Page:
Microsoft has tried, and failed, to persuade Activision to bring its billion-dollar franchises over to Game Pass.
Yesterday, we learned that Activision doesn't have a zero tolerance policy on video game subscriptions. Actvision CEO Bobby Kotick testified under oath that publisher could be convinced to bring its games to services like Xbox Game Pass and PlayStation Plus Extra/Premium...provided a high enough "commercial incentive" were offered.
In his testimony, Kotick essentially said that companies like Microsoft and Sony would have to pay an exorbitant fee in order to secure Activision games on these services, especially given the often-cited "cannibalistic effects" of Game Pass (users can choose to subscribe for $10 a month instead of buying a game for $70, potentially leaving lots of money on the table).
"I don't think there's a company that could ever offer us or be willing to make the type of commercial commitment to provide that kind of structural value," Kotick told FTC lawyer Jennifer Fleury in recent testimony.
A new report from economist witness Dr. Carlton filed shortly before Bobby Kotick's testimony indicates that Microsoft has indeed tried, and failed, to convince Activision to bring its games to Game Pass.
This was later proven accurate in Kotick's witness testimony.
Q In 2020 Activision considered putting games on Game Pass, right?
Yes we considered it. We made a decision not to include our games on game pass as a subscription service.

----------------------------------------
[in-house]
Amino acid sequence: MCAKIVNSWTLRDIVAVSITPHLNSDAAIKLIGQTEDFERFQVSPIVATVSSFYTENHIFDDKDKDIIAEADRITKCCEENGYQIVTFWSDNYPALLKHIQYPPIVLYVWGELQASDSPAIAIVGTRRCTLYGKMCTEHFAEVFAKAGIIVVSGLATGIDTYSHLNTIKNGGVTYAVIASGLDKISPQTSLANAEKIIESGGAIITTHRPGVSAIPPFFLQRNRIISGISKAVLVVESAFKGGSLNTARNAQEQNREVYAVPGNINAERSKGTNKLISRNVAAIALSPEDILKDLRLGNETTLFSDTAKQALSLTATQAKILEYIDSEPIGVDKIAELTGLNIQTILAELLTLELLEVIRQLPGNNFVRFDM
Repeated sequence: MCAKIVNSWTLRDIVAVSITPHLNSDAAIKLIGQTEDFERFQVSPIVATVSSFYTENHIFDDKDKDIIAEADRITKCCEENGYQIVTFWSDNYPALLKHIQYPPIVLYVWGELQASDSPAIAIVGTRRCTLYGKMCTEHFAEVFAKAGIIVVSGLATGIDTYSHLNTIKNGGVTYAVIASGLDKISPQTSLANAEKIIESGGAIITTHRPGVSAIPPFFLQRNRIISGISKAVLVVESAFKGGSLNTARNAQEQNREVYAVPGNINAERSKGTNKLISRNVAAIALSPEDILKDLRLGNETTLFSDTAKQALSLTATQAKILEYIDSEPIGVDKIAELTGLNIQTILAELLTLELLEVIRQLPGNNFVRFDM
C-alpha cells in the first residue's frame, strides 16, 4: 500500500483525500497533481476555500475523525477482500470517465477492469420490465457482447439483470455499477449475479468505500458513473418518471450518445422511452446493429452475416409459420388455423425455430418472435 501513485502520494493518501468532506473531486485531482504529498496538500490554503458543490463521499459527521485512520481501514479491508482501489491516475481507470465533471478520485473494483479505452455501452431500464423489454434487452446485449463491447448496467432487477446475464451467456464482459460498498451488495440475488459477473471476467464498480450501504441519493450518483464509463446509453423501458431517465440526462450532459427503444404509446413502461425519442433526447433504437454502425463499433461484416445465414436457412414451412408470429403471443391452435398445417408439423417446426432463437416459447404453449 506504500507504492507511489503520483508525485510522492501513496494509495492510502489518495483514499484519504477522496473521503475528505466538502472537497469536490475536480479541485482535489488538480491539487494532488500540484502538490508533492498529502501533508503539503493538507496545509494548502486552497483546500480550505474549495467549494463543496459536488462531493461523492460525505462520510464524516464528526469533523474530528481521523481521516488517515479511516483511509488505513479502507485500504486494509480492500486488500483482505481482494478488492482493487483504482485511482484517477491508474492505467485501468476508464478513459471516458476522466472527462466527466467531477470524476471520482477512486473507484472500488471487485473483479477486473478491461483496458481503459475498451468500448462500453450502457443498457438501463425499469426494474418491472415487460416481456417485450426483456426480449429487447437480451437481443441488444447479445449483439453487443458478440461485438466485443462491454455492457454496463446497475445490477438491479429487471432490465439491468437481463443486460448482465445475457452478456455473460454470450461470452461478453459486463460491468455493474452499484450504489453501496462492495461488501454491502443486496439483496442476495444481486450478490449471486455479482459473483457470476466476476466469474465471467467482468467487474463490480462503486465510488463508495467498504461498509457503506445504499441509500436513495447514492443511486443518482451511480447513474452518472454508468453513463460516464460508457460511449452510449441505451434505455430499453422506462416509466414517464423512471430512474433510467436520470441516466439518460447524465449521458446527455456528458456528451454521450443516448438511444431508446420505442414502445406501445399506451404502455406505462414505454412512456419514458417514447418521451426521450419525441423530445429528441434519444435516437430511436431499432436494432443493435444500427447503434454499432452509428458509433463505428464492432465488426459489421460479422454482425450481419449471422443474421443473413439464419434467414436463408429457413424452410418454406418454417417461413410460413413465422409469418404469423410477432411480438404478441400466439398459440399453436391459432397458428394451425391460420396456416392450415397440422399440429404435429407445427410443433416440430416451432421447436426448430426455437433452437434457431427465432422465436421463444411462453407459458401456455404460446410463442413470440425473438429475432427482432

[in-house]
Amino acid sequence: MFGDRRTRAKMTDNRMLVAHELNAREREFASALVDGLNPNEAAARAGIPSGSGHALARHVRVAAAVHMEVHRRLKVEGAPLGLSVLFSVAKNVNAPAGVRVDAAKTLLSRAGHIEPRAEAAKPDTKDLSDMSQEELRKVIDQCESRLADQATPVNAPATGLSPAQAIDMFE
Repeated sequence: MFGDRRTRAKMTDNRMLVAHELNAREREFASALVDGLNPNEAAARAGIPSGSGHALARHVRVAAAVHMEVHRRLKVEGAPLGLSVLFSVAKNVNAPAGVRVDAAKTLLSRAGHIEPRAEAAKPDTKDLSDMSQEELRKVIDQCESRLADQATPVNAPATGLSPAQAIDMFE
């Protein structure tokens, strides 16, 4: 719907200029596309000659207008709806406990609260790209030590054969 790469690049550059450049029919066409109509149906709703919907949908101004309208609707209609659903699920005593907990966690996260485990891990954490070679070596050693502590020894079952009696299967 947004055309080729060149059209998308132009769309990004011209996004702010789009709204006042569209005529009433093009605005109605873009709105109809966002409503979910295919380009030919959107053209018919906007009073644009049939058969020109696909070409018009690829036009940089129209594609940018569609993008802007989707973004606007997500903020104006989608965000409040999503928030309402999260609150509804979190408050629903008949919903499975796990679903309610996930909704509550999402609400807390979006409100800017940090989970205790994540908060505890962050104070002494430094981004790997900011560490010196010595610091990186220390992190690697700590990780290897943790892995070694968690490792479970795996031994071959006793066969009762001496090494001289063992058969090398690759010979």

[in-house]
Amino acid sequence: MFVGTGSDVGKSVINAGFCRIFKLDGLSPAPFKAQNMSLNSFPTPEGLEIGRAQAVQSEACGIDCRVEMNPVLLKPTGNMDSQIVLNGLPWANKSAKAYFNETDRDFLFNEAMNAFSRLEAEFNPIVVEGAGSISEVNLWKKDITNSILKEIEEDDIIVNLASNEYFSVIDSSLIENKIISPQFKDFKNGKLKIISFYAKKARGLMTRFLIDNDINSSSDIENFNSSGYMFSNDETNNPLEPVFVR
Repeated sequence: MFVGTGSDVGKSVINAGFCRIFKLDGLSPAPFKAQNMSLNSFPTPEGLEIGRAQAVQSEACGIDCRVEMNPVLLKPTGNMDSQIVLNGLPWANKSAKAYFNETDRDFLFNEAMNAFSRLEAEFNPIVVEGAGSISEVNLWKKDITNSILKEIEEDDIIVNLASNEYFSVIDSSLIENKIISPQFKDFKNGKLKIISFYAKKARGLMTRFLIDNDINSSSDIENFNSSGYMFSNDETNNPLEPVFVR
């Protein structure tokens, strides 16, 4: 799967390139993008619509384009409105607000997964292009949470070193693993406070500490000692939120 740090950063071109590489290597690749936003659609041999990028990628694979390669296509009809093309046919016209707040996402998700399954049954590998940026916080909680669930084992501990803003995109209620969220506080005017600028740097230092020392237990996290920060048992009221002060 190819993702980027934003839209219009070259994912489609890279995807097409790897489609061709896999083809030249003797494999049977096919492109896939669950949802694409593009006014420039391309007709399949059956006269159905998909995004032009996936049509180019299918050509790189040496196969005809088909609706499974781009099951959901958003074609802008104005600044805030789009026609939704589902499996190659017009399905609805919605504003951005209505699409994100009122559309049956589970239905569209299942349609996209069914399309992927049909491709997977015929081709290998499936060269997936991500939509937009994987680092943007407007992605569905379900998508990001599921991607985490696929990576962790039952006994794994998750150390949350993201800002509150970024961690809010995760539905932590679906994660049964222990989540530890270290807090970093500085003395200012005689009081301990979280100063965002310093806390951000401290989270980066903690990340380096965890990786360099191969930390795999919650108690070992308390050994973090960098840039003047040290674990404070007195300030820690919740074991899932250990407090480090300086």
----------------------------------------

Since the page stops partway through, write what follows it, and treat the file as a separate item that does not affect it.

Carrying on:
Apart from an insufficient monetary incentive, which could include an upfront fee, guaranteed royalty payouts, and even bonuses based on engagement on the subscription service, there's a possibility that Microsoft would have required some level of subscription exclusivity.
Remember that Activision has a strong marketing and promotional publishing licensing agreement (PLA) with Sony. This deal allows Sony to receive early and exclusive access to Call of Duty content for its PlayStation platform. It also means that Call of Duty games can show up as PlayStation Plus Essential freebies for an entire month. We've seen a number of COD titles pop up on PS Plus, including Black Ops IIII, and it's also been confirmed that Black Ops Cold War will be a PS Plus freebie next month.
Recent reports also show that Sony will sometimes require subscription exclusivity for titles offered on PlayStation Plus.
On top of the lower payouts/upfront fees, these exclusivity deals are bad news for a company like Activision who makes billions of dollars a year by making Call of Duty available to as many platforms as possible.